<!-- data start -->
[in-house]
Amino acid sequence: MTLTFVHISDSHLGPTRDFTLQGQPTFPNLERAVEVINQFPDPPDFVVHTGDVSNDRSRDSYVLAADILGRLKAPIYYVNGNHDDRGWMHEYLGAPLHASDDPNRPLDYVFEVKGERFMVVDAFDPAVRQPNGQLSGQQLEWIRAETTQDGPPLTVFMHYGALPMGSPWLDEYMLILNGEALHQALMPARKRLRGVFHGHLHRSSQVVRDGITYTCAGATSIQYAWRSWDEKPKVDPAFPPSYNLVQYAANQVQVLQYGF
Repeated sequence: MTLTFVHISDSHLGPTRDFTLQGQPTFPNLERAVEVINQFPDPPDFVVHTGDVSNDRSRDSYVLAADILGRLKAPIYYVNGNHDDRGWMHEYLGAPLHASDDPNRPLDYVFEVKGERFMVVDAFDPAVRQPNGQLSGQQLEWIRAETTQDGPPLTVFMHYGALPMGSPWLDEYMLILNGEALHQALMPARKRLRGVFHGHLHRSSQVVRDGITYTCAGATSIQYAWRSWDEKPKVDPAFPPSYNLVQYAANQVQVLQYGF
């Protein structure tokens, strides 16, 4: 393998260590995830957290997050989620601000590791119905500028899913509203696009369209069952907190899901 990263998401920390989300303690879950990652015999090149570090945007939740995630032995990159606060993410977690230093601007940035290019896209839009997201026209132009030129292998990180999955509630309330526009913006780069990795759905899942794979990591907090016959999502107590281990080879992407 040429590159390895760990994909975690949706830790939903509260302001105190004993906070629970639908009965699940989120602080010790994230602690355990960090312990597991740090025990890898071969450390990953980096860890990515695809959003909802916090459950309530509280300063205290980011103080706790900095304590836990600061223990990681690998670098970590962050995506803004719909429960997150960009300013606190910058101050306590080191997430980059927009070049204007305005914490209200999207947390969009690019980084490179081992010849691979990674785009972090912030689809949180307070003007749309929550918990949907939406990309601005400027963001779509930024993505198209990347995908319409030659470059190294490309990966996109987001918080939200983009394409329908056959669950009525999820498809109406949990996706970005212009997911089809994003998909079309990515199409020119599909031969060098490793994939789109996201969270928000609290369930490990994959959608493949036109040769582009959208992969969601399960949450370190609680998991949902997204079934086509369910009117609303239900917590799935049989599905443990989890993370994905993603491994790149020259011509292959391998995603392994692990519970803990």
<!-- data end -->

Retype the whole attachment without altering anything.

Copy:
[in-house]
Amino acid sequence: MTLTFVHISDSHLGPTRDFTLQGQPTFPNLERAVEVINQFPDPPDFVVHTGDVSNDRSRDSYVLAADILGRLKAPIYYVNGNHDDRGWMHEYLGAPLHASDDPNRPLDYVFEVKGERFMVVDAFDPAVRQPNGQLSGQQLEWIRAETTQDGPPLTVFMHYGALPMGSPWLDEYMLILNGEALHQALMPARKRLRGVFHGHLHRSSQVVRDGITYTCAGATSIQYAWRSWDEKPKVDPAFPPSYNLVQYAANQVQVLQYGF
Repeated sequence: MTLTFVHISDSHLGPTRDFTLQGQPTFPNLERAVEVINQFPDPPDFVVHTGDVSNDRSRDSYVLAADILGRLKAPIYYVNGNHDDRGWMHEYLGAPLHASDDPNRPLDYVFEVKGERFMVVDAFDPAVRQPNGQLSGQQLEWIRAETTQDGPPLTVFMHYGALPMGSPWLDEYMLILNGEALHQALMPARKRLRGVFHGHLHRSSQVVRDGITYTCAGATSIQYAWRSWDEKPKVDPAFPPSYNLVQYAANQVQVLQYGF
């Protein structure tokens, strides 16, 4: 393998260590995830957290997050989620601000590791119905500028899913509203696009369209069952907190899901 990263998401920390989300303690879950990652015999090149570090945007939740995630032995990159606060993410977690230093601007940035290019896209839009997201026209132009030129292998990180999955509630309330526009913006780069990795759905899942794979990591907090016959999502107590281990080879992407 040429590159390895760990994909975690949706830790939903509260302001105190004993906070629970639908009965699940989120602080010790994230602690355990960090312990597991740090025990890898071969450390990953980096860890990515695809959003909802916090459950309530509280300063205290980011103080706790900095304590836990600061223990990681690998670098970590962050995506803004719909429960997150960009300013606190910058101050306590080191997430980059927009070049204007305005914490209200999207947390969009690019980084490179081992010849691979990674785009972090912030689809949180307070003007749309929550918990949907939406990309601005400027963001779509930024993505198209990347995908319409030659470059190294490309990966996109987001918080939200983009394409329908056959669950009525999820498809109406949990996706970005212009997911089809994003998909079309990515199409020119599909031969060098490793994939789109996201969270928000609290369930490990994959959608493949036109040769582009959208992969969601399960949450370190609680998991949902997204079934086509369910009117609303239900917590799935049989599905443990989890993370994905993603491994790149020259011509292959391998995603392994692990519970803990």